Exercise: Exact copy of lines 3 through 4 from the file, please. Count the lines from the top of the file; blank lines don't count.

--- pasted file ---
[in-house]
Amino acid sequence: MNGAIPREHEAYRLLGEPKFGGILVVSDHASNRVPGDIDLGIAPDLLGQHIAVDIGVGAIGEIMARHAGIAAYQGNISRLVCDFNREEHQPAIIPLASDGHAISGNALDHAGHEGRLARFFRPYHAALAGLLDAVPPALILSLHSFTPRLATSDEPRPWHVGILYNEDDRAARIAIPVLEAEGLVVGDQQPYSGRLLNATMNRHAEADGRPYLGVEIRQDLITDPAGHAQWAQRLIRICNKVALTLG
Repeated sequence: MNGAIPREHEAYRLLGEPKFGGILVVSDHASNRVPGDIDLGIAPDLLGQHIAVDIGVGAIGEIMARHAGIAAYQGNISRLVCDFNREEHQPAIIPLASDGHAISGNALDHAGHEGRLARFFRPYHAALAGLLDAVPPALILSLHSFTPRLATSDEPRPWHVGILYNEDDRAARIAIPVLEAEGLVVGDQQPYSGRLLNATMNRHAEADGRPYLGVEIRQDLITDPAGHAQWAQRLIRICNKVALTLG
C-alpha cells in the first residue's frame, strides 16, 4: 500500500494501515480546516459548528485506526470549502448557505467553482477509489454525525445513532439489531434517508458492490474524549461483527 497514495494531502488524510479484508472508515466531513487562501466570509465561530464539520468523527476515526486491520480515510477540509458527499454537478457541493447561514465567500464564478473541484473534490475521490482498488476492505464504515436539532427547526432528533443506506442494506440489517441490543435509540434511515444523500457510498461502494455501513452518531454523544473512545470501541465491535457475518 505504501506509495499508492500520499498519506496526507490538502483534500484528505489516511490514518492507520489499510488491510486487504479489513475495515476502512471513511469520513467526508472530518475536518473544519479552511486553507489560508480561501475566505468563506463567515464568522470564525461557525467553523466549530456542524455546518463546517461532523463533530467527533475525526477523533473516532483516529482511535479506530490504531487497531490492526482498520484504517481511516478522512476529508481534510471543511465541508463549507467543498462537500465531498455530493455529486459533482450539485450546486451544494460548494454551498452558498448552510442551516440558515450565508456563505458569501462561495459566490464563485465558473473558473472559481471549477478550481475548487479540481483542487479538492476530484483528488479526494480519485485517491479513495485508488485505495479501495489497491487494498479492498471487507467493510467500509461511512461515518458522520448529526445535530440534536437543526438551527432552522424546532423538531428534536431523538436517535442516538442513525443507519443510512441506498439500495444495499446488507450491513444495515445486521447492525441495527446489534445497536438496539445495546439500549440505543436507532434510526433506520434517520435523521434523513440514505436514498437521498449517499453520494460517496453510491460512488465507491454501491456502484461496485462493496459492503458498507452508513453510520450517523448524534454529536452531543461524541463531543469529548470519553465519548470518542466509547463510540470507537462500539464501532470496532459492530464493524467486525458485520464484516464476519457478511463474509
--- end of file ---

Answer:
Repeated sequence: MNGAIPREHEAYRLLGEPKFGGILVVSDHASNRVPGDIDLGIAPDLLGQHIAVDIGVGAIGEIMARHAGIAAYQGNISRLVCDFNREEHQPAIIPLASDGHAISGNALDHAGHEGRLARFFRPYHAALAGLLDAVPPALILSLHSFTPRLATSDEPRPWHVGILYNEDDRAARIAIPVLEAEGLVVGDQQPYSGRLLNATMNRHAEADGRPYLGVEIRQDLITDPAGHAQWAQRLIRICNKVALTLG
C-alpha cells in the first residue's frame, strides 16, 4: 500500500494501515480546516459548528485506526470549502448557505467553482477509489454525525445513532439489531434517508458492490474524549461483527 497514495494531502488524510479484508472508515466531513487562501466570509465561530464539520468523527476515526486491520480515510477540509458527499454537478457541493447561514465567500464564478473541484473534490475521490482498488476492505464504515436539532427547526432528533443506506442494506440489517441490543435509540434511515444523500457510498461502494455501513452518531454523544473512545470501541465491535457475518 505504501506509495499508492500520499498519506496526507490538502483534500484528505489516511490514518492507520489499510488491510486487504479489513475495515476502512471513511469520513467526508472530518475536518473544519479552511486553507489560508480561501475566505468563506463567515464568522470564525461557525467553523466549530456542524455546518463546517461532523463533530467527533475525526477523533473516532483516529482511535479506530490504531487497531490492526482498520484504517481511516478522512476529508481534510471543511465541508463549507467543498462537500465531498455530493455529486459533482450539485450546486451544494460548494454551498452558498448552510442551516440558515450565508456563505458569501462561495459566490464563485465558473473558473472559481471549477478550481475548487479540481483542487479538492476530484483528488479526494480519485485517491479513495485508488485505495479501495489497491487494498479492498471487507467493510467500509461511512461515518458522520448529526445535530440534536437543526438551527432552522424546532423538531428534536431523538436517535442516538442513525443507519443510512441506498439500495444495499446488507450491513444495515445486521447492525441495527446489534445497536438496539445495546439500549440505543436507532434510526433506520434517520435523521434523513440514505436514498437521498449517499453520494460517496453510491460512488465507491454501491456502484461496485462493496459492503458498507452508513453510520450517523448524534454529536452531543461524541463531543469529548470519553465519548470518542466509547463510540470507537462500539464501532470496532459492530464493524467486525458485520464484516464476519457478511463474509